One of these is Carrickfergus Central Primary, a Protestant school in a predominantly Protestant town just north of Belfast. Nuala Hall, the principal, arrived at Carrickfergus Central in 2015, after 19 years of working at an integrated school.
Shortly after she took the job at Carrickfergus Central, she was driving near the school with her husband. They saw the telltale red, white, and blue bunting of the UK flag. In Northern Ireland, territory marking is common, and any native instantly recognizes that such bunting marks an area as overwhelmingly Protestant. “My husband joked, ‘Well, there won’t be an integrated school here anytime soon,’” Hall recalls. “At that point, I agreed with him.” Yet in February of this year, parents at Carrickfergus Central voted 86 percent in favor of integration.
Hall didn’t arrive with the intention of integrating Carrickfergus Central. That started when the IEF sent the board of governors a flyer asking if the school was interested. A flurry of conversations among parents, teachers, and school board members ensued. The school invited representatives from the IEF and the Northern Ireland Council for Integrated Education to discuss what such a change would mean. A parental ballot was scheduled, and the transformation commenced.
Reflecting on the vote, Hall says, “It was overwhelming. It showed huge support for transforming the school. Times are changing, people are fed up with the past, and the way to get out of the past is to educate children together.” The school must now work with educational authorities to prepare a transformation plan, and signs for the future are good. After the vote, next year’s new pupil intake was projected to increase.
On the other side of the divide, Seaview Primary, a small Catholic school in the northern coastal town of Glenarm, recently voted on integration as well. Parents and teachers worked together to start the process, assisted by the IEF. On June 28, Barry Corr, the school’s principal, announced the ballot results to more than 100 parents, grandparents, and children gathered on the school playground. In front of a live TV camera, he declared that 95 percent of parents had voted to integrate.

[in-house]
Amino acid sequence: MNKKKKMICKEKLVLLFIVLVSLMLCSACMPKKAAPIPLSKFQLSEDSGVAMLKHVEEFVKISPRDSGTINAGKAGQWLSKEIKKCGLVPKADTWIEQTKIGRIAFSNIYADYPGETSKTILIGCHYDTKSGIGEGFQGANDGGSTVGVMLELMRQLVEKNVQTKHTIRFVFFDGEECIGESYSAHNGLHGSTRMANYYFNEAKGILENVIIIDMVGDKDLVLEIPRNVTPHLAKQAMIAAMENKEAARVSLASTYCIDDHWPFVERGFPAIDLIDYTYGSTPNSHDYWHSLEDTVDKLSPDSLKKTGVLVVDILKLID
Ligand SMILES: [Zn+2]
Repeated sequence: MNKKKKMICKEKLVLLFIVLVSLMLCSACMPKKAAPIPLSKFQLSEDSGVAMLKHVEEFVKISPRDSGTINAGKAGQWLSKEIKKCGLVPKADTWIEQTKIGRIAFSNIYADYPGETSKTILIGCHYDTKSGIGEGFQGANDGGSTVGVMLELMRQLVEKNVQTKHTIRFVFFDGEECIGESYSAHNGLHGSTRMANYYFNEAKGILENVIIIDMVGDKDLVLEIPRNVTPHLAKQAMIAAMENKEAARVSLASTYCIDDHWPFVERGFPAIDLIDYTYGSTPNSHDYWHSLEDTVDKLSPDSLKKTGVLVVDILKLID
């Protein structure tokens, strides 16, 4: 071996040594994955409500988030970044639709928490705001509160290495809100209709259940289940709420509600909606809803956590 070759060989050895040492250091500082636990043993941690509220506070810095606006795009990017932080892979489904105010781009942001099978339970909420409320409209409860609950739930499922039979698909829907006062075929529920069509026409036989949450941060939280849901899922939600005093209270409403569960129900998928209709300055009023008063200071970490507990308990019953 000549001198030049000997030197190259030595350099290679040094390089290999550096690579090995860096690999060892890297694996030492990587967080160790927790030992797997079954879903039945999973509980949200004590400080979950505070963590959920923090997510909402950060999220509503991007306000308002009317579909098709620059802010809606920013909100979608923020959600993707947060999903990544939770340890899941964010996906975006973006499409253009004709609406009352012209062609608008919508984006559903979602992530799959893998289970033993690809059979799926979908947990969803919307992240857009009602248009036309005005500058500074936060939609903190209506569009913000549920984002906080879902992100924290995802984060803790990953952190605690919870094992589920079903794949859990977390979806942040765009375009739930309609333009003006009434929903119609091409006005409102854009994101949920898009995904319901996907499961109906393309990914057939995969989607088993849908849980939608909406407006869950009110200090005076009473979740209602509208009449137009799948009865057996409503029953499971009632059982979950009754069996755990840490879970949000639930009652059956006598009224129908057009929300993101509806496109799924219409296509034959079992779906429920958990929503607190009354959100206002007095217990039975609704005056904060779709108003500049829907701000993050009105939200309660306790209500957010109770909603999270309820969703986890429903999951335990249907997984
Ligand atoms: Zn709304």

Joanne Matthews, a school board chair with 6-year-old twins at Seaview, says, “It was a whole community that came together, and that was exciting and refreshing. It was great. It makes me very happy to say my children are going to attend an integrated school.”
By themselves, the stories of Carrickfergus Central and Seaview are inspiring but small in scale. The IEF is talking to about 40 other schools in Northern Ireland that are interested in transforming. There has been huge enthusiasm from parents. “In one area, a parent found out about Integrate My School and shared it with her friends on Facebook. Overnight, the amount of parents at the local school registering their support on our website passed the 20 percent threshold,” Caskey says.
But there are headwinds, too. There is still political and religious opposition. Despite support from individual church officials, the Catholic Church and Protestant denominations continue to have a chilly attitude toward integrated education.